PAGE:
After a terrifying knife attack in December 2016 that seriously injured her left hand, not many gave Petra Kvitova a chance to play tennis again. They didn’t know, however, that the Czech is a tough character, with steely determination instilled in her by her father from a very young age.
Last night at the Khalifa International Tennis and Squash Complex, Kvitova displayed her never-say-die attitude in abundance as she continued her remarkable turnaround by clinching her maiden Qatar Total Open title.
With her back against the wall for second night in succession, No. 16 seed Kvitova came back from a set down to outlast fourth seed Garbine Muguruza 3-6, 6-3, 6-4 in the title clash.
It was Kvitova’s 13th straight win, having come to Doha with victory in St. Petersburg followed by Fed Cup wins. It also rocketed the two-time Wimbledon champion back into top-10 for the first time since June 2016, having started the year at No. 29. She also beat three top five players in six matches that she played in Doha.
“It feels great. It’s a beautiful trophy. It took a while to win it, for sure definitely,” said Kvitova after taking home $591,750 in prize money.
“Today it was a big fight. Coming back from one set down was very difficult. I spent two and something (hours) on the court again. So I don’t know how I did it. But it’s worth it,” the Czech added, while grinning ear to ear with trophy by her side.
The triumph is even more extraordinary as Kvitova is still suffering from nerve damage to her playing hand and cannot entirely clench her fist or feel two of her fingers.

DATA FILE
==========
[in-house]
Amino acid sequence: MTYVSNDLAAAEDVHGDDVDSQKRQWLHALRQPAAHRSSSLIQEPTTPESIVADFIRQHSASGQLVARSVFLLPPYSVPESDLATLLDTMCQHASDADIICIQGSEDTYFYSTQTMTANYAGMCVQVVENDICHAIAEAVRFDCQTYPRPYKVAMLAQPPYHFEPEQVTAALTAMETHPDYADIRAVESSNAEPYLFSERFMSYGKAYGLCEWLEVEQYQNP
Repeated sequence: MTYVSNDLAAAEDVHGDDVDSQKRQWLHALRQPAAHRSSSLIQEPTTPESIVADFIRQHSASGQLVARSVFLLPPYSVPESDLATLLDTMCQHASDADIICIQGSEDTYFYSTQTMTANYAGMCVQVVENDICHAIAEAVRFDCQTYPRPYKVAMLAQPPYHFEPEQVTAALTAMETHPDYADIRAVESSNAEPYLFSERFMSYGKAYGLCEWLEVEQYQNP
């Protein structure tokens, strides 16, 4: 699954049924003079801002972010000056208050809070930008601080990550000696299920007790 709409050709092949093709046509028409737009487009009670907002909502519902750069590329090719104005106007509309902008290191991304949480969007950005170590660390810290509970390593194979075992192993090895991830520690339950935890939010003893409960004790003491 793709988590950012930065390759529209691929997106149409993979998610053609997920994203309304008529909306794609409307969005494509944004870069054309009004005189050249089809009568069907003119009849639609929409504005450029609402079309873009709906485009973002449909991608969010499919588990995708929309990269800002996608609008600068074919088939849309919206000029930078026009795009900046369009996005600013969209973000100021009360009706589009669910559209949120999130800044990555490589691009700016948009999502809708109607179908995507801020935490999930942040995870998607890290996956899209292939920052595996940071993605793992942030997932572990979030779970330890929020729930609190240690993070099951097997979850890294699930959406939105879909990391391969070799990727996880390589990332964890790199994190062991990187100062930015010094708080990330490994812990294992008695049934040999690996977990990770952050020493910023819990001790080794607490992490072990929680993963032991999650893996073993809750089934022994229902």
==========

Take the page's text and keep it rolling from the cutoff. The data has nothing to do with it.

“I couldn’t really dream about it one year ago when I was in a totally different position, trying to come back and play. I couldn’t really wish for more. I played great tennis, St. Petersburg and here as well. So that means a lot to me,” Kvitova said.
“It feels great to be in top 10. I think that it feels much better right now because top 10 is the number. Of course, it’s such a great achievement to be back there. But I never really was thinking about the numbers, but about the game and kind of results, which I have it now. So it’s a nice bonus,” she added.
The road to her 22nd career title in Doha wasn’t easy for the 27-year-old, which is why Kvitova would treasure the Golden Falcon trophy more. Coming into the final, Kvitova had spent 8 hours and 22 minutes on court, including 2 hours and 35 minutes on Saturday night to beat No.1 Caroline Wozniacki in the semi-finals.
Muguruza, on the other hand, spent half of that time and was also lucky to get a free pass into the final, after Simona Halep pulled out from the semi-final with a foot injury.
The effects of that long semi-final showed last night, at least in the first set, as Kvitova found herself 0-5 down in no time. The Czech struggled with her serves and committed 15 unforced errors as Muguruza capitalised to pocket the first set, despite being broken while serving for the set at 5-1.
The match looked like it would not last an hour before Kvitova found her range in the second set. Her resilience came through, too, as she saved a break point in the fifth game with a stunning backhand slice to go 3-2 up. It soon became 4-2 to Kvitova as she converted her third break point from Muguruza’s serve.